isiXhosa asitolikwa

It’s the 91st Academy Awards. Trevor Noah stands on that sparkling stage at the Dolby Theatre in Los Angeles, California, United States. And he addresses the entire world but actually, he’s addressing South Africans as he says, “Abelungu abayazi ndiyaxoka.”

It’s Xhosa for “White people don’t know I’m lying.”

It’s the day Black South Africa won an Oscar. Because She felt like She belonged. She felt respected and present. She felt that her language needed no clarification and was exactly where it deserved to be – out there and in the real world.

We need to talk about language in advertising. And we need to talk about in the same breath as transformation. Transformation is not a noun. And yet, our industry treats it as such – a big word with very little action behind it. We cannot transform the way we speak to our audiences because there aren’t enough black creative leaders in place. Transformation starts with our people. Then it’s about our approach, our ideas, the marketers who buy those ideas, the languages we tell stories in and the way we shift the work we’re currently making.

I am a brown woman Creative Director and I would like to talk about the way the language of black people in advertising is ignored, set aside, a sudden desperation or a relegation. In my day-to-day experience, I am reviewing more and more copy that is not written in English. This should be a good thing but the context is not because, quite simply, I’m inadequate. My skills take me to a point and then the literal, obvious lack of language takes over. On the other side of the table, the writer feels worse than I do. The way I navigate these reviews is to give direction based on meaning, to trust and to empower. Often, I turn to the writer and put it in his or her hands… “Do you think this is the best way of expressing the idea?” “Is it a well-known expression in Zulu?” But this is frustrating to the writer, and an unfair responsibility.

There is, of course, an immediate irony in me writing this article in English without any ability to speak isiZulu, Xhosa, Sepedi, Sesotho, SiSwati, Xitsonga, Setswana, Tshivenda or isiNdebele. But it’s a topic that’s important, and one that I can’t avoid anymore. However, my approach is to share the words of others––those affected by this topic every single day. I asked three questions to three black copywriters and a fellow Creative Director at FCB. Here are the questions and responses:

1. What is it that frustrates you as a writer in advertising whose first language is not English?

Vusi Khoza (Senior Copywriter): English writers write with a privileged mindset. They don’t have to explain or translate their work to anyone. When it comes to me, I have to work twice as hard to understand the nuances of the English language. On the other hand, I’m slowly losing my mother tongue and who I am. My language is always an afterthought.

Junior Mokoma (Junior Copywriter): I often feel like I have to explain myself and sometimes more than I should. Also, most brands are managed by people who don’t represent most of the country’s population. Naturally, what happens is that a piece of work will lose its authenticity and the idea becomes a watered-down version of what it initially was.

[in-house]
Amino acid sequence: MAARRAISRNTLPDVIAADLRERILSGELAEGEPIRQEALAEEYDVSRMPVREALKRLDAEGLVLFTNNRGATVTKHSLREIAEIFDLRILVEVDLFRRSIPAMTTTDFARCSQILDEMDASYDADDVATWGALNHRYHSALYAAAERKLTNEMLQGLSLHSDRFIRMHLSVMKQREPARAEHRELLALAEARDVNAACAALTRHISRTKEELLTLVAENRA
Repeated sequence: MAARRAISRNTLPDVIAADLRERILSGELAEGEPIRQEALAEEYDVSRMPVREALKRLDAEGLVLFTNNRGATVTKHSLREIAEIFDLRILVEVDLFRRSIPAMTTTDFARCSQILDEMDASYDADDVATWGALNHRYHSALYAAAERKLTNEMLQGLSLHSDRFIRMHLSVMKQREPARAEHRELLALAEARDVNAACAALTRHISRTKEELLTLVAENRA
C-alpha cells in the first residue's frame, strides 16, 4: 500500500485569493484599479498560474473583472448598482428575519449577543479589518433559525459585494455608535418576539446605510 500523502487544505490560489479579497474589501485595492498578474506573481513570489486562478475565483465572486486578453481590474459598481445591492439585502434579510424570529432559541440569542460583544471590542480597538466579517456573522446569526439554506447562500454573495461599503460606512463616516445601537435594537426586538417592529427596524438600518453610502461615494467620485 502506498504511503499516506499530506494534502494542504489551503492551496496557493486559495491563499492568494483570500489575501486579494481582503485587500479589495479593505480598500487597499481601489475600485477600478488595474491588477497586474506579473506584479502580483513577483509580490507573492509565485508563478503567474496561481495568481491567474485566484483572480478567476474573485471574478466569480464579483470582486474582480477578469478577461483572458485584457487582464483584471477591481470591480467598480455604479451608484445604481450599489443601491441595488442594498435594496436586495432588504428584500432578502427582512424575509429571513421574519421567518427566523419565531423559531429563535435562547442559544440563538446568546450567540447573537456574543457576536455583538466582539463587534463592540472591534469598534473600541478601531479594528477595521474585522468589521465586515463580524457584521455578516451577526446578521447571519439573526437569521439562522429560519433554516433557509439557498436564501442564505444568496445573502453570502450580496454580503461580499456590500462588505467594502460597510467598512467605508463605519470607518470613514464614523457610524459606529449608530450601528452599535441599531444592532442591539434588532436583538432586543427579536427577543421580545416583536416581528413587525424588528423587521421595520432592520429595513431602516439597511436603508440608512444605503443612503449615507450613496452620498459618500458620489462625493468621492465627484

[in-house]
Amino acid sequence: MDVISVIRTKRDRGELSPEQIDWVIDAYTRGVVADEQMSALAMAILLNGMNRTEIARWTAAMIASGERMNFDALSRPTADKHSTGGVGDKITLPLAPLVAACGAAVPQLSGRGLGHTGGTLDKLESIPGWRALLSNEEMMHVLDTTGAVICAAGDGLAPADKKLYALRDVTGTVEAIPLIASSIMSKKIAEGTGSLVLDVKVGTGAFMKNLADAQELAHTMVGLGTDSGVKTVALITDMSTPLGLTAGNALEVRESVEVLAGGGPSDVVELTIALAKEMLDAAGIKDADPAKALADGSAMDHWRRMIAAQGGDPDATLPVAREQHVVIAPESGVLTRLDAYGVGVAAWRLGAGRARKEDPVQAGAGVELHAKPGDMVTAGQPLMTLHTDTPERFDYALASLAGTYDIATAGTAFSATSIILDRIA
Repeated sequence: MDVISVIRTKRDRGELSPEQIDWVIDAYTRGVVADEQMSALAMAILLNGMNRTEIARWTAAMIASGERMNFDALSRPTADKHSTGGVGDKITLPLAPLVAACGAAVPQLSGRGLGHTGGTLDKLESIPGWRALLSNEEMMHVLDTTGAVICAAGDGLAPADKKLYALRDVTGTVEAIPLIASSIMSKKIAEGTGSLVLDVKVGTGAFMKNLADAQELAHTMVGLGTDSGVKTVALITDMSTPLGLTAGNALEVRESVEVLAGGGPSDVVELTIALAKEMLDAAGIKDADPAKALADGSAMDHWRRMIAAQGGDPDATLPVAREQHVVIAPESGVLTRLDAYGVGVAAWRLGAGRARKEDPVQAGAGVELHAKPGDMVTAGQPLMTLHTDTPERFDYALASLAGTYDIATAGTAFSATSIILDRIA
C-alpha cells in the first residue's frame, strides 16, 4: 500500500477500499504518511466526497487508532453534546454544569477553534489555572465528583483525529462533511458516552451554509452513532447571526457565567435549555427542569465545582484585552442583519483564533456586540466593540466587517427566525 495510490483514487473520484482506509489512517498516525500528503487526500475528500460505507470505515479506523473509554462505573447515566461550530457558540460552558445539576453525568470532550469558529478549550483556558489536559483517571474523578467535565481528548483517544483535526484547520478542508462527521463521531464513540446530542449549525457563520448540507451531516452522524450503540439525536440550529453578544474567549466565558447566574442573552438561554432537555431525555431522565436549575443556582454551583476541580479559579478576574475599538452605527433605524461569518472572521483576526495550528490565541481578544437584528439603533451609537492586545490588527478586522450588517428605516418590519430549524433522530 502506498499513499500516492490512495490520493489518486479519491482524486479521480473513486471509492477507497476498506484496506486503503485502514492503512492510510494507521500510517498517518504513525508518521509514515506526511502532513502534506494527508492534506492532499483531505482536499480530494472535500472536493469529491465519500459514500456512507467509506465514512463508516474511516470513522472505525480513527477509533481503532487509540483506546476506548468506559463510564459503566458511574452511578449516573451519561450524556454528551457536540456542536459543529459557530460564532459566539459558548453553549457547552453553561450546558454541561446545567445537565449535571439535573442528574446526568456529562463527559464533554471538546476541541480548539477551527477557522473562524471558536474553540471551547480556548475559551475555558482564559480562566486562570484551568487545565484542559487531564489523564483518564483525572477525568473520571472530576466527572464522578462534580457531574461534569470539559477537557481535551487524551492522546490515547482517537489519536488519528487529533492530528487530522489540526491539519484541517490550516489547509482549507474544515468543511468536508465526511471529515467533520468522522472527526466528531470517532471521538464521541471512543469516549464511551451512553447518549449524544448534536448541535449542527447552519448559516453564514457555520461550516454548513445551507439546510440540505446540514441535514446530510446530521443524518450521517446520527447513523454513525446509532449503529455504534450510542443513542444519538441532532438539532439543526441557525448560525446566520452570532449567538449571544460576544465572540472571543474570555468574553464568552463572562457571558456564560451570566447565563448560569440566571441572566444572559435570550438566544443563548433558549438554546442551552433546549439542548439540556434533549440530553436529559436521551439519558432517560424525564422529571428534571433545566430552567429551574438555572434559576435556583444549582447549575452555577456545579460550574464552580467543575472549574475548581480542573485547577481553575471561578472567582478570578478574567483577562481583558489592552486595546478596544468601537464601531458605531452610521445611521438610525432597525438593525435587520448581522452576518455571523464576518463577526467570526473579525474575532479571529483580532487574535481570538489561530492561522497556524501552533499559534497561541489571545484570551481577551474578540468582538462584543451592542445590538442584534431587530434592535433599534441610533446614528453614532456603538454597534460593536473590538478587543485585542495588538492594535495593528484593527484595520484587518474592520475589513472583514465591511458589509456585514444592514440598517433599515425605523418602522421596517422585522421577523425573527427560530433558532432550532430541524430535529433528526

Khanyi Mpumlwana (Senior Copywriter): Having to navigate two different worlds is frustrating for any bilingual person. Your English should be palatable enough for the white people you work with, and your home language needs to be strong enough for the other black people in the office to know you’re not a sell-out. Then, there’s having to translate the scripts you write – watching them get whittled down as you sweat over trying to find English equivalents. This is the worst because it’s an unspoken assumption that our languages were created as translations to English. Lastly, there’s the advertising favourite: Treating our languages like confetti. When a monolingual writer/creative director asks for a “few cool vernac words” to sprinkle onto their English script, it’s a sure-fire way to piss anyone off. That’s not how language works.

Loyiso Twala (Creative Director): As a creative in Advertising whose first language isn’t English, I feel as though a double standard exists. Far too often, black South African writers are expected to assimilate and to be able to have a broad language to relay messages for a diverse nation such as ours, yet the same expectation isn’t imposed on non-black South African writers.

2. How do you feel when you review copy with a Creative Director who does not speak the vernacular language you’re reviewing in?

Vusi Khoza: I’m fearful that my CD might not get the idea. I’m fearful that I might misrepresent my people. I’m not the spokesperson for every black person in Mzansi. I’m fearful that I might be wrong and the CD can’t even steer me in the right direction. I’m frustrated by having to work twice as hard to present my idea. I’m frustrated by having to write twice, in my language and then in English. I feel like advertising is failing me. I could write a great piece of work that won’t see daylight because I can’t explain it. However, I’ve found ways to work around all these feelings. Sometimes I win, sometimes I lose.